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Federal Reserve Board of Governors

Suggested Guidelines on Protective Measures

From the National Infrastructure Protection Center

Homeland Security Information Update

Information Bulletin 03-002
February 7, 2003

National Threat Warning System-Homeland Security Information Update-HSAS Threat Level Orange (High); joint guidance from the Department of Homeland Security and the FBI.

As recipients were advised, the Homeland Security Advisory System (HSAS) was raised to High (Orange) from Elevated (Yellow) on 2/7/03. This communication provides critical infrastructure owners/operators suggested guidance for developing protective measures based on this heightened threat condition. This communication also provides potential indicators of threats involving weapons of mass destruction.

Part I: General Protective Measures

In addition to continuing all precautions from the lower threat condition (Yellow), the following general protective measures may be utilized. Recipients are advised to take other appropriate steps, in conjunction with local conditions, policies, and procedures. The list that follows is not intended to be exhaustive, but merely illustrative:

  • coordinate necessary security efforts with Armed Forces or law enforcement agencies.
  • take additional precautions at public events.
  • review contingency plans to work at an alternate site or with a dispersed work force.
  • review plans to restrict access to facilities.

Part II: Specific Protective Measures for Infrastructure Owners/Operators at High Condition (Orange)

  • announce threat condition high (orange) to all employees.
  • consider full or partial activation of emergency operations center.
  • review policy and plans relating to restricting access to critical facilities and infrastructure.
  • conduct periodic inspections of building facilities and HVAC systems for potential indicators/irregularities
  • direct people to the Red Cross website for further review of protective measures for families and businesses.
  • enhance security at critical facilities.
  • institute/increase vehicle, foot and roving security patrols.
  • implement random security guard shift changes.
  • increase visibility in and around perimeters by increasing lighting and removing or trimming vegetation.
  • implement stringent identification procedures to include conducting "hands on" checks of security badges for all personnel, if badges are required.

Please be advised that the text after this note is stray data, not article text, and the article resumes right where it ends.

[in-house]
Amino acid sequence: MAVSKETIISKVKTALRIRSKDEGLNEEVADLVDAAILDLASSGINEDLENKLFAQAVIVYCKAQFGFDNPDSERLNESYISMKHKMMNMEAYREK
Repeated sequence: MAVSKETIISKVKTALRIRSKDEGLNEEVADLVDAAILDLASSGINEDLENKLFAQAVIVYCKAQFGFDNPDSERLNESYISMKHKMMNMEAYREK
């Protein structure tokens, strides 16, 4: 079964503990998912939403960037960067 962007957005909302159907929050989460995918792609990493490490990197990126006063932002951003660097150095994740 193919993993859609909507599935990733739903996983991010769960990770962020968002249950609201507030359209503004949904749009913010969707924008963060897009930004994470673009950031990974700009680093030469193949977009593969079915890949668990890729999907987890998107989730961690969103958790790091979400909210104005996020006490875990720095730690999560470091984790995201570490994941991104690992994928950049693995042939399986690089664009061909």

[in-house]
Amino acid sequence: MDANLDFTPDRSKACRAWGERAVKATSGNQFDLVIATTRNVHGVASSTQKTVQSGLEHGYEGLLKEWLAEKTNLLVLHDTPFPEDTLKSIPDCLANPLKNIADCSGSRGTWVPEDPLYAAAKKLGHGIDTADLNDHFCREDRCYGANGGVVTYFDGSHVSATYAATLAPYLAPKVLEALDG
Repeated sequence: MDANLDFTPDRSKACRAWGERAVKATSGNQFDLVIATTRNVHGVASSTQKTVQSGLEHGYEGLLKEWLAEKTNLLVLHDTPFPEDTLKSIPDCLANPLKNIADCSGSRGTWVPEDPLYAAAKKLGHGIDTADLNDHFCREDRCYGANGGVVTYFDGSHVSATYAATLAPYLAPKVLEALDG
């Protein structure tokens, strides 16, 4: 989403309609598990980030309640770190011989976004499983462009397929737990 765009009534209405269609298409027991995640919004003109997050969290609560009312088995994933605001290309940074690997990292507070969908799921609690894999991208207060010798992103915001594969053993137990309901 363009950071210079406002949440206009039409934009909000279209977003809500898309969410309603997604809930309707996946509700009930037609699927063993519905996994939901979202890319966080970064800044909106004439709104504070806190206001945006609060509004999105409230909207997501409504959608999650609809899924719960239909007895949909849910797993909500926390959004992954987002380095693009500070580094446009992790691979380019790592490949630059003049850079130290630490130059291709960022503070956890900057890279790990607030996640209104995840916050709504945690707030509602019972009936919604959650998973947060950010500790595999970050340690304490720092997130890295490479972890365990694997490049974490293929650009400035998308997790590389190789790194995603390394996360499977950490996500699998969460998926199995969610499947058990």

• remind personnel to properly display badges, if applicable, and enforce visibility.
  • rearrange exterior vehicle barriers to alter traffic patterns near facilities.
  • arrange for law enforcement vehicles to be parked randomly near entrances and exits.
  • approach all illegally parked vehicles in and around facilities, question drivers and direct them to move immediately. If the owner can not be identified, have vehicle towed by law enforcement.
  • if possible, institute a vehicle inspection program to include checking under the undercarriage of vehicles, under the hood, and in the trunk. Provide vehicle inspection training to security personnel.
  • instruct citizens to report suspicious activities, packages and people, and report all suspicious activity immediately to local law enforcement.
  • x-ray packages, if possible, prior to entry, and inspect handbags, and briefcases, if possible.
  • encourage personnel to avoid routines, vary times and routes, and pre-plan with family members and supervisors.
  • validate vendor lists for all routine deliveries and repair services.
  • restrict vehicle parking close to buildings.
  • inspect all deliveries and consider accepting shipments only at offsite locations.
  • require identification, sign-in, and escorts for visitors.
  • instruct people to be especially watchful for suspicious or unattended packages and articles either delivered or received through the mail.
  • send a public information officer to the state joint information center.
  • install special locking devices on manhole covers in and around critical infrastructure facilities.
  • initiate a system to enhance mail and package screening procedures (both announced and unannounced).
  • review current contingency plans and if not already in place, develop and implement procedures for receiving and acting on: threat information, alert notification procedures, terrorist incident response procedures, evacuation procedures, shelter in place procedures, bomb threat procedures, hostage and barricade procedures, chemical, biological, radiological and nuclear (CBRN) procedures, consequence and crisis management procedures, accountability procedures and media procedures.

Part III: Potential Indicators of Threats Involving Weapons of Mass Destruction (WMD)

Potential Indicators of WMD Threats or Incidents:

  • unusual/suspicious packages or containers, especially those found in unlikely or sensitive locations, such as those found near air intake/HVAC systems or enclosed spaces.
  • unusual powders or liquids/droplets/mists/clouds, especially found near air intake/HVAC systems or enclosed spaces.
  • signs of tampering or break-in to a facility or maintenance/utility area
  • reports of suspicious person(s) or activities, especially those involving sensitive locations within or around a building
  • dead animals/birds, fish, or insects
  • unexplained/unusual odors. Smells may range from fruity/flowery to sharp/pungent, garlic/horseradish-like, bitter almonds, peach kernels, and new mown grass/hay.
  • unusual/unscheduled spraying or discovery of spray devices or bottles

The NIPC encourages individuals to report information concerning suspicious activity to their local FBI Joint Terrorism Task Force (JTTF) office,, the NIPC, or to other appropriate authorities. Individuals can reach the NIPC WATCH AND WARNING UNIT at (202) 323-3205, tol1 free at 1-888-585-9078, or by email to


Last update: October 21, 2010